New Hampshire Prohibits Gender Identity Discrimination

By Debra Weiss Ford and Michelle E. Phillips © Jackson Lewis June 18, 2018
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New Hampshire became the 20th state in the country to prohibit discrimination of all forms based upon gender identity when Gov. Chris Sununu signed House Bill 1319 into law on June 8. The law goes into effect on July 8.

House Bill 1319 adds "gender identity" to the list of protected classes under the New Hampshire Law Against Discrimination, the state's anti-discrimination statute (RSA 354-A). The Law Against Discrimination prohibits discrimination in employment, public accommodations and housing on the basis of age, sex, race, creed, color, marital status, familial status, physical or mental disability, and national origin, among other characteristics.

Under the amended statute, "gender identity" is defined as "a person's gender-related identity, appearance or behavior, whether or not that gender-related identity, appearance or behavior is different from that traditionally associated with the person's physiology or assigned sex at birth."

"Gender identity" can be shown by presenting "evidence including, but not limited to, medical history, care or treatment of the gender-related identity, consistent and uniform assertion of the gender-related identity, or any other evidence that the gender-related identity is sincerely held as part of a person's core identity provided, however, that gender-related identity shall not be asserted for any improper purpose."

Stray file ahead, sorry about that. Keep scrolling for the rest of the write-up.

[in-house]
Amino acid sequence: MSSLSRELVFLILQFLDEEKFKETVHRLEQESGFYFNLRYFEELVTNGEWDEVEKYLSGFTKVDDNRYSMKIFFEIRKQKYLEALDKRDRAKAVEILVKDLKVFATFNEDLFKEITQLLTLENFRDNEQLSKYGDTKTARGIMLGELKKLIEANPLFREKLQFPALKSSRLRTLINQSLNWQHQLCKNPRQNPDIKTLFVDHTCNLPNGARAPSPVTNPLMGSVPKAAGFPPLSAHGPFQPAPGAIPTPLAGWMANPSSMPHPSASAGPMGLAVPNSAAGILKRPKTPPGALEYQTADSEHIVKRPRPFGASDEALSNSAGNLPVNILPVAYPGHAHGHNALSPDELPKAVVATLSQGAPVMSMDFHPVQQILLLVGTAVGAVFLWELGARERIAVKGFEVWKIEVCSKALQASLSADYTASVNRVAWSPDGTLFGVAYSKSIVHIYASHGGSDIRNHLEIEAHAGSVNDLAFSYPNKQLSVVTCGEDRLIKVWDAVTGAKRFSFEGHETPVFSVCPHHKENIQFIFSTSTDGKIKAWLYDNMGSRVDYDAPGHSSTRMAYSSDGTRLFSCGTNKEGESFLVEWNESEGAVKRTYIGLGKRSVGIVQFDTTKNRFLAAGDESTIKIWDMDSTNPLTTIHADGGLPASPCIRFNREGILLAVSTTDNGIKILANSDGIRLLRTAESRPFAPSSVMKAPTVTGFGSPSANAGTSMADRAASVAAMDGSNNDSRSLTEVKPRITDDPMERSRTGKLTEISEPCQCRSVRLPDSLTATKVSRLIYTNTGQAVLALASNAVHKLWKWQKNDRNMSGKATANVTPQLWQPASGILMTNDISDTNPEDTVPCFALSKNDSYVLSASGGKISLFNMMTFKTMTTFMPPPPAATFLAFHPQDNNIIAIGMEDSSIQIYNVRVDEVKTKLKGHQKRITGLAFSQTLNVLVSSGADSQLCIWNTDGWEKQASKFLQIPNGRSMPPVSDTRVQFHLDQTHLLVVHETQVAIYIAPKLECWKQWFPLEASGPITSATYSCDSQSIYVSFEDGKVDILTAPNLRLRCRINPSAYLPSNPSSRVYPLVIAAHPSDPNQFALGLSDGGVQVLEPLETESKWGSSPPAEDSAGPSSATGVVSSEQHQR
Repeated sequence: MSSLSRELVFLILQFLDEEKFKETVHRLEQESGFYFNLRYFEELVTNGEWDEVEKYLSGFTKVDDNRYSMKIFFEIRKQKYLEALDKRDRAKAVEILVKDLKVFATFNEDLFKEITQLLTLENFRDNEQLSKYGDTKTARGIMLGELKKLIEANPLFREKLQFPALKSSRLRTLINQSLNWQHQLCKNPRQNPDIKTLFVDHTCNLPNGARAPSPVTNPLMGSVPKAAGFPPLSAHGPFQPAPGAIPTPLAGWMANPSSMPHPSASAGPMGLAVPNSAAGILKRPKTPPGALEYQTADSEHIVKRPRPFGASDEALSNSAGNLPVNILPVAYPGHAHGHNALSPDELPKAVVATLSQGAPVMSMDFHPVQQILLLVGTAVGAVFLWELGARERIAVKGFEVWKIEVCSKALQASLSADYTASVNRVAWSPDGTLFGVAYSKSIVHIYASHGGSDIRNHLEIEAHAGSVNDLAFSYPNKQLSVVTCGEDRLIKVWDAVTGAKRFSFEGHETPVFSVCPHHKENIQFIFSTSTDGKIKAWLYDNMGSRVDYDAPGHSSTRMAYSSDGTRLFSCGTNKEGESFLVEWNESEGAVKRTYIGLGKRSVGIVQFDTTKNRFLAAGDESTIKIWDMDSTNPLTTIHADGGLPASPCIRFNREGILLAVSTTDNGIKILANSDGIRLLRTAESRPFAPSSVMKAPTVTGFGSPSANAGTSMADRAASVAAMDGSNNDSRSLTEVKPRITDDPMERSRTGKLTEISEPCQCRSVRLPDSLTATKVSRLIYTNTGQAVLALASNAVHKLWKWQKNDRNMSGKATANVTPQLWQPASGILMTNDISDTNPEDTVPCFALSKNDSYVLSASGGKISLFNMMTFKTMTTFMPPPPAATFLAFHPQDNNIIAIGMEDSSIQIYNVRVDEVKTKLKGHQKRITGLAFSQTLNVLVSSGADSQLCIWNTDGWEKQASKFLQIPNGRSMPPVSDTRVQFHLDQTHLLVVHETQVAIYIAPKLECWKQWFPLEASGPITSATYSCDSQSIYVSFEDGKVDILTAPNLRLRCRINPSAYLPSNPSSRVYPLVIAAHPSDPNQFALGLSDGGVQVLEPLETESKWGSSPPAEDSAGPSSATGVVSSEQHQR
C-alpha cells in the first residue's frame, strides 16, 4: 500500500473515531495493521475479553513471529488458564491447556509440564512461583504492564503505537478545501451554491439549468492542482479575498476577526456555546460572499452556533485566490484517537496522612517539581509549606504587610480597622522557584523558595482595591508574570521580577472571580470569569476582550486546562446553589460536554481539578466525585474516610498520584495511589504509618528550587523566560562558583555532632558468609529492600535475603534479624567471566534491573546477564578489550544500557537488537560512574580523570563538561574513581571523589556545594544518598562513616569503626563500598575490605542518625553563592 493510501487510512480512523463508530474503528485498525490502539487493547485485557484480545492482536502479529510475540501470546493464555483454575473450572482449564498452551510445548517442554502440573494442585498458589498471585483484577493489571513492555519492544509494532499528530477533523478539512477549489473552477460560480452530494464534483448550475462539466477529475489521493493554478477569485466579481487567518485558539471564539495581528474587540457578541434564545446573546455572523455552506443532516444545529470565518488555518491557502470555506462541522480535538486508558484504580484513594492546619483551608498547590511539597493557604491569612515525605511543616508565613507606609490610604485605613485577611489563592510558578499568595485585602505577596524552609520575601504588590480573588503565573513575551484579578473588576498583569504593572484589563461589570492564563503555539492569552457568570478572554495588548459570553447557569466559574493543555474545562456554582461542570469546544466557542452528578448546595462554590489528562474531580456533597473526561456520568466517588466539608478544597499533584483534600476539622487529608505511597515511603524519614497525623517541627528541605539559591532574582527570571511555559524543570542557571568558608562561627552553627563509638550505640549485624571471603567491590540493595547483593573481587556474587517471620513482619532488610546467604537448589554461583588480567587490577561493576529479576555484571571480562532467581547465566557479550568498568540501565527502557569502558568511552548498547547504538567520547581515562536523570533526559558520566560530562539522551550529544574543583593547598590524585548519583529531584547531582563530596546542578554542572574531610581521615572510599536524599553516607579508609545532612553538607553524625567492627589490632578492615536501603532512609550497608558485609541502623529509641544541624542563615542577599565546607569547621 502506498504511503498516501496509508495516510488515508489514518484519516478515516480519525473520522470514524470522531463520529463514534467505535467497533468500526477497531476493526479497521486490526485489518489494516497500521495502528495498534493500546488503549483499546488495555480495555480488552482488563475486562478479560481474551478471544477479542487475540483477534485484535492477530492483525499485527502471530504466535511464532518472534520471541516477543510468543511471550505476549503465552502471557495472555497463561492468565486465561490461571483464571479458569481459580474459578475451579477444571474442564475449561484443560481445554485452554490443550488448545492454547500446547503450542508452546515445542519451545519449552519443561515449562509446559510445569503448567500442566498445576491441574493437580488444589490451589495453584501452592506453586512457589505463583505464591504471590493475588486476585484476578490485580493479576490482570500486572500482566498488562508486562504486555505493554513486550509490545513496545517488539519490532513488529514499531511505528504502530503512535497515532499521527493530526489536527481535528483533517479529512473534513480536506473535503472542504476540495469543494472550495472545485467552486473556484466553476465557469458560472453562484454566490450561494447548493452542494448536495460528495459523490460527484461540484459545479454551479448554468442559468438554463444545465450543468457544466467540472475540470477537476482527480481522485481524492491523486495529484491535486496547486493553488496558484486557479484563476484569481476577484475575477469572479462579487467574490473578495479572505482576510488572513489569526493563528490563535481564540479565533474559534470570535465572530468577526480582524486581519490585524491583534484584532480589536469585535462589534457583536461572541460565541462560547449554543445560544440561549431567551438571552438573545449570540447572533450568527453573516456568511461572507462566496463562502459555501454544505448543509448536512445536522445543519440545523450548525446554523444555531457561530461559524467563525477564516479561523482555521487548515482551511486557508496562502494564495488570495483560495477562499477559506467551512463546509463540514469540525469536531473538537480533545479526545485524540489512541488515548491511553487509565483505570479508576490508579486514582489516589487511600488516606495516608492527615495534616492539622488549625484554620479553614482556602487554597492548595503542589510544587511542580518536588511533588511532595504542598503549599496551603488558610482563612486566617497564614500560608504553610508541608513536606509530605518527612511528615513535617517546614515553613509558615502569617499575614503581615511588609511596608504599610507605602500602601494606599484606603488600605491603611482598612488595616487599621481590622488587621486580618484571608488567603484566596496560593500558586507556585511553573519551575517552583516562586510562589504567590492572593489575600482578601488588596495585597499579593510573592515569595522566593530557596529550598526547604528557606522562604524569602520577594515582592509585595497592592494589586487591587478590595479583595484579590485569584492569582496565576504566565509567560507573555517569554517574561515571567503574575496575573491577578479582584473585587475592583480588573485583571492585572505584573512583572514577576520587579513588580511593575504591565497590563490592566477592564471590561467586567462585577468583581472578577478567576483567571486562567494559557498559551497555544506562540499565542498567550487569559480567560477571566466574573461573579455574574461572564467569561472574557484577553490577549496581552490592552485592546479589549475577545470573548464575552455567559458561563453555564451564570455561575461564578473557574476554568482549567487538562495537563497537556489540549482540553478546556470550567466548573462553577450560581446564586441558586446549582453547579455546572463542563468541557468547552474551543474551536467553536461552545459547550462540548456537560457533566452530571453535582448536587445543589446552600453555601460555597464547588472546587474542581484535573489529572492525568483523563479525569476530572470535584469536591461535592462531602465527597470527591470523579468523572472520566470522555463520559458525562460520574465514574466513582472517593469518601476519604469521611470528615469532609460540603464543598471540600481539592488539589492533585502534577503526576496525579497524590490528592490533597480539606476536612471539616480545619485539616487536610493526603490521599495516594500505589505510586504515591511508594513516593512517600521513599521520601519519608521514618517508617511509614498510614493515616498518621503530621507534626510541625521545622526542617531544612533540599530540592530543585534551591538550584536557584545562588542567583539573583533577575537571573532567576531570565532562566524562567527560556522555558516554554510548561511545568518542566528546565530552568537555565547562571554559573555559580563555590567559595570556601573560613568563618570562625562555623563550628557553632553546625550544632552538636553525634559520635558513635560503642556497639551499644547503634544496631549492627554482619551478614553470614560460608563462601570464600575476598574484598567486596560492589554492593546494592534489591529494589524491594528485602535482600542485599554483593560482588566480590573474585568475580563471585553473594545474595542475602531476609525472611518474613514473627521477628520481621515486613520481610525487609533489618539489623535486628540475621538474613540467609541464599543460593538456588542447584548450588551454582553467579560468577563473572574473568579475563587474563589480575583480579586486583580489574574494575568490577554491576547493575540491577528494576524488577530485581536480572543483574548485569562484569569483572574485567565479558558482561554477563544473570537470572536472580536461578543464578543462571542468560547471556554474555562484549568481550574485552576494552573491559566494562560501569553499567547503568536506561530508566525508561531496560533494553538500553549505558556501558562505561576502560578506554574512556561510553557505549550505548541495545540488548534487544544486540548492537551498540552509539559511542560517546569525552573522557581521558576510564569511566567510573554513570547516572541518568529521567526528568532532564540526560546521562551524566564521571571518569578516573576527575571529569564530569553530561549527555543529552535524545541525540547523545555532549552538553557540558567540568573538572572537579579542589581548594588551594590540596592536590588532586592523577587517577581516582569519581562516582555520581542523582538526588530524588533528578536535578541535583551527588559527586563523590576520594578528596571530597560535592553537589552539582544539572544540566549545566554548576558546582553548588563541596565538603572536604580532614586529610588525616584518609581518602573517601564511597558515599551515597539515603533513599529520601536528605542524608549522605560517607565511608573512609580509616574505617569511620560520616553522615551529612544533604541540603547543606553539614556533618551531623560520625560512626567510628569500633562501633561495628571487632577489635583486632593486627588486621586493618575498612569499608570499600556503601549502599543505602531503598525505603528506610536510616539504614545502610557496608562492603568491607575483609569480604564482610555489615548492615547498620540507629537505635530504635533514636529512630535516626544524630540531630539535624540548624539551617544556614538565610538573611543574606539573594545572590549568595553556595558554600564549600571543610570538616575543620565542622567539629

New Hampshire joins California, Colorado, Connecticut, Delaware, Hawaii, Illinois, Iowa, Maine, Maryland, Massachusetts, Minnesota, Nevada, New Jersey, New Mexico, Oregon, Rhode Island, Utah, Vermont and Washington, along with Washington, D.C., to include gender identity and/or gender expression in their employment anti-discrimination statutes.

It is important for New Hampshire employers to update their policies and procedures to include gender identity and gender expression and allow employees to avail themselves of the statute's protections. Moreover, employers should address LGBTQ issues in harassment prevention trainings.

Further, it is important for employers' human resource departments to work with a transgender employee on the gender transition plan to ensure a safe and respectful workplace for all.

Debra Weiss Ford is an attorney with Jackson Lewis in Portsmouth, N.H. Michelle E. Phillips is an attorney with Jackson Lewis in White Plains, N.Y. © 2018 Jackson Lewis. All rights reserved. Reposted with permission. 

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